After Narendra Modi's recent meeting with Barack Obama, there was some criticism of his wearing a suit whose stripes spelt out his own name. The criticism was not unmerited; it was a tawdry, tacky, thing to do. Yet Modi's expensive display of self-love was entirely characteristic of how powerful and successful Indian males tend to behave in public.
Consider this. India's most famous and highly decorated scientist is C.N.R. Rao, a Fellow of the world's most prestigious scientific academies, and a recipient of his country's highest honour, the Bharat Ratna. Some years ago, an admirer decided to lobby the Bangalore Municipality to name the circle outside the Indian Institute of Science (of which Rao had been director) after the great man. Now circles and roads are normally not named after living people. But here was C.N.R. Rao in the flesh, actually present when a circle named after him was being inaugurated.
Next only to Rao in the hierarchy of Indian science is R.A. Mashelkar. Mashelkar is a former director general of the Council for Scientific and Industrial Research, a Fellow of the Royal Society, and much else. He has not, so far as I know, had a circle or building named after himself. Yet his conduct in public is scarcely less boastful, as witness his editorial in a recent issue of the journal, Current Science. Entitled '"Indovation" for affordable excellence', it is mostly about the author himself. In a mere couple of pages we are told of a paper by Mashelkar in the Harvard Business Review which "provoked worldwide discussion" and was the subject of a "special session" at the World Economic Forum; that a TED lecture he gave "has received more than half a million views and has been subtitled in 23 languages"; that Mashelkar is the president of something called the Global Research Alliance; that the European Union invited him to give a talk to "an audience of around 2000"; that when he was director general of the CSIR he set up "a public-private partnership called New Millennium Indian Technology Leadership Initiative".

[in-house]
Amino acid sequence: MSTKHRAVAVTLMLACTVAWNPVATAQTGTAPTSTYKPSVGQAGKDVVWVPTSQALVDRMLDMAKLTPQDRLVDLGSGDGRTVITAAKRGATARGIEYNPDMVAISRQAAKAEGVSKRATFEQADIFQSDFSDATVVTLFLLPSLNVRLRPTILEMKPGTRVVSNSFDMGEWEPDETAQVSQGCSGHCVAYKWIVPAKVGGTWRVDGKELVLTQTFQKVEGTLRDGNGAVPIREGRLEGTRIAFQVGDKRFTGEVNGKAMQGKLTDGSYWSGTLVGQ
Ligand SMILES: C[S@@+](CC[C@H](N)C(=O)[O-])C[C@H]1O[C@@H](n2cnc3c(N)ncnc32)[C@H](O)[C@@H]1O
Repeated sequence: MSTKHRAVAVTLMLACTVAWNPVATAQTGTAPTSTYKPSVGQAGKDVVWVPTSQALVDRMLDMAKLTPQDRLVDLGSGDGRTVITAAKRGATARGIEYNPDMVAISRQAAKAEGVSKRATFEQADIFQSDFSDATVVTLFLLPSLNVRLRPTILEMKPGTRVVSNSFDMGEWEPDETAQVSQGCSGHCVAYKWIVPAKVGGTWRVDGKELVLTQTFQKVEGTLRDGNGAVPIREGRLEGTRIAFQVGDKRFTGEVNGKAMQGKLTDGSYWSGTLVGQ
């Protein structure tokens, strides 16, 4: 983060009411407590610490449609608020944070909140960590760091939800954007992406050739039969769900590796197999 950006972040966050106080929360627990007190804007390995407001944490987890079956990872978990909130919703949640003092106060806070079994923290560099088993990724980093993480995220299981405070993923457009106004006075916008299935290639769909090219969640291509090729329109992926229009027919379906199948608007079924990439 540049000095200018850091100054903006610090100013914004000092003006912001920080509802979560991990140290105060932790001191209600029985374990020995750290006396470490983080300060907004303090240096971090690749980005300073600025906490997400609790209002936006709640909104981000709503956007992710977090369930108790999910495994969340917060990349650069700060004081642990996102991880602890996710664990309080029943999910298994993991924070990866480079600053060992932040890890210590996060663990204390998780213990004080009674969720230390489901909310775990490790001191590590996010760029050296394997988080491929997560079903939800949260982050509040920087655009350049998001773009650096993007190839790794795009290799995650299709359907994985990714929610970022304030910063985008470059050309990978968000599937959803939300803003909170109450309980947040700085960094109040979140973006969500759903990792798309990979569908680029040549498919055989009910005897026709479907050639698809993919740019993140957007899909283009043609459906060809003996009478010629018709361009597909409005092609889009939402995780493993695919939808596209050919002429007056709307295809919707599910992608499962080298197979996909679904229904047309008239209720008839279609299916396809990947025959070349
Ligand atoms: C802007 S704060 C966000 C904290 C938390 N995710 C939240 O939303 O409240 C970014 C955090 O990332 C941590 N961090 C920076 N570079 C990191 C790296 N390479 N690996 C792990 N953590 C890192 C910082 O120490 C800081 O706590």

Mashelkar's article runs so contrary to the spirit of science that I wonder how it was accepted for publication. How did the editor of Current Science allow the essay to pass without major cuts and changes? Either the editor is plain incompetent, or, what is more likely, too intimidated by Mashelkar's reputation and influence to have asked him to revise his essay.